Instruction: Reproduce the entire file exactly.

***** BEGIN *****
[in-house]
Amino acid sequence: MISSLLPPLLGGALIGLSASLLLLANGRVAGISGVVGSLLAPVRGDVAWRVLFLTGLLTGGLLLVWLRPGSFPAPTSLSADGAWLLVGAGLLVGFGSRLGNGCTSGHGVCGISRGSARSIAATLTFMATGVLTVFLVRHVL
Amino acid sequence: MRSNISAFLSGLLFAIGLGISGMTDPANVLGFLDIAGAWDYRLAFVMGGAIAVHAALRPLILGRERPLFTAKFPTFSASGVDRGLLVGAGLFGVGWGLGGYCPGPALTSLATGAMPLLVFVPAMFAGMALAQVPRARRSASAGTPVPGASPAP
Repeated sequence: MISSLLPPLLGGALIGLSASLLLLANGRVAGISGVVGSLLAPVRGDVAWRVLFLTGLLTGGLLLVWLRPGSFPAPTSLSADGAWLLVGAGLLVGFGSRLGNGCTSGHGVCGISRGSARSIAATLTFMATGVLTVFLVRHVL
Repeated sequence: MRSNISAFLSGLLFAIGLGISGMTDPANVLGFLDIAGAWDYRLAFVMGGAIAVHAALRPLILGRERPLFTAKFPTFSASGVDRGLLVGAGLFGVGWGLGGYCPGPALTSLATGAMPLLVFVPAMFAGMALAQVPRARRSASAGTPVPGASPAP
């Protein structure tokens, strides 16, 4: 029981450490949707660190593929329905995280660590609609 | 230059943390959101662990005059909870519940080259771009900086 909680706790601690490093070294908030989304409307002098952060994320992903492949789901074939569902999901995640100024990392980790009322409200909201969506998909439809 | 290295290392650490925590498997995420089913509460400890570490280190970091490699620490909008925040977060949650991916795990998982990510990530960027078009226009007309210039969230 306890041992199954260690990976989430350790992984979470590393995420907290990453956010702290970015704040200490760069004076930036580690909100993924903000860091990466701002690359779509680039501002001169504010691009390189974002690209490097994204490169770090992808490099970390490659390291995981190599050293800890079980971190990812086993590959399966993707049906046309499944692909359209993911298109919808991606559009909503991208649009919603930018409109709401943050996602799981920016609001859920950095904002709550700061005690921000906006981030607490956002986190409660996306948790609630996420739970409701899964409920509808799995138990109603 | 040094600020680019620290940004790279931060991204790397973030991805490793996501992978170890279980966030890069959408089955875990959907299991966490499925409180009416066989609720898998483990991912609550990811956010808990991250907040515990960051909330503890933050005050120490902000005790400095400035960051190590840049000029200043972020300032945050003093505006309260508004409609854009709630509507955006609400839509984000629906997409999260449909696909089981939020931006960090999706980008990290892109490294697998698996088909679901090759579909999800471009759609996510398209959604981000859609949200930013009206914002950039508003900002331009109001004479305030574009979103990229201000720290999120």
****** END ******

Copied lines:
[in-house]
Amino acid sequence: MISSLLPPLLGGALIGLSASLLLLANGRVAGISGVVGSLLAPVRGDVAWRVLFLTGLLTGGLLLVWLRPGSFPAPTSLSADGAWLLVGAGLLVGFGSRLGNGCTSGHGVCGISRGSARSIAATLTFMATGVLTVFLVRHVL
Amino acid sequence: MRSNISAFLSGLLFAIGLGISGMTDPANVLGFLDIAGAWDYRLAFVMGGAIAVHAALRPLILGRERPLFTAKFPTFSASGVDRGLLVGAGLFGVGWGLGGYCPGPALTSLATGAMPLLVFVPAMFAGMALAQVPRARRSASAGTPVPGASPAP
Repeated sequence: MISSLLPPLLGGALIGLSASLLLLANGRVAGISGVVGSLLAPVRGDVAWRVLFLTGLLTGGLLLVWLRPGSFPAPTSLSADGAWLLVGAGLLVGFGSRLGNGCTSGHGVCGISRGSARSIAATLTFMATGVLTVFLVRHVL
Repeated sequence: MRSNISAFLSGLLFAIGLGISGMTDPANVLGFLDIAGAWDYRLAFVMGGAIAVHAALRPLILGRERPLFTAKFPTFSASGVDRGLLVGAGLFGVGWGLGGYCPGPALTSLATGAMPLLVFVPAMFAGMALAQVPRARRSASAGTPVPGASPAP
């Protein structure tokens, strides 16, 4: 029981450490949707660190593929329905995280660590609609 | 230059943390959101662990005059909870519940080259771009900086 909680706790601690490093070294908030989304409307002098952060994320992903492949789901074939569902999901995640100024990392980790009322409200909201969506998909439809 | 290295290392650490925590498997995420089913509460400890570490280190970091490699620490909008925040977060949650991916795990998982990510990530960027078009226009007309210039969230 306890041992199954260690990976989430350790992984979470590393995420907290990453956010702290970015704040200490760069004076930036580690909100993924903000860091990466701002690359779509680039501002001169504010691009390189974002690209490097994204490169770090992808490099970390490659390291995981190599050293800890079980971190990812086993590959399966993707049906046309499944692909359209993911298109919808991606559009909503991208649009919603930018409109709401943050996602799981920016609001859920950095904002709550700061005690921000906006981030607490956002986190409660996306948790609630996420739970409701899964409920509808799995138990109603 | 040094600020680019620290940004790279931060991204790397973030991805490793996501992978170890279980966030890069959408089955875990959907299991966490499925409180009416066989609720898998483990991912609550990811956010808990991250907040515990960051909330503890933050005050120490902000005790400095400035960051190590840049000029200043972020300032945050003093505006309260508004409609854009709630509507955006609400839509984000629906997409999260449909696909089981939020931006960090999706980008990290892109490294697998698996088909679901090759579909999800471009759609996510398209959604981000859609949200930013009206914002950039508003900002331009109001004479305030574009979103990229201000720290999120």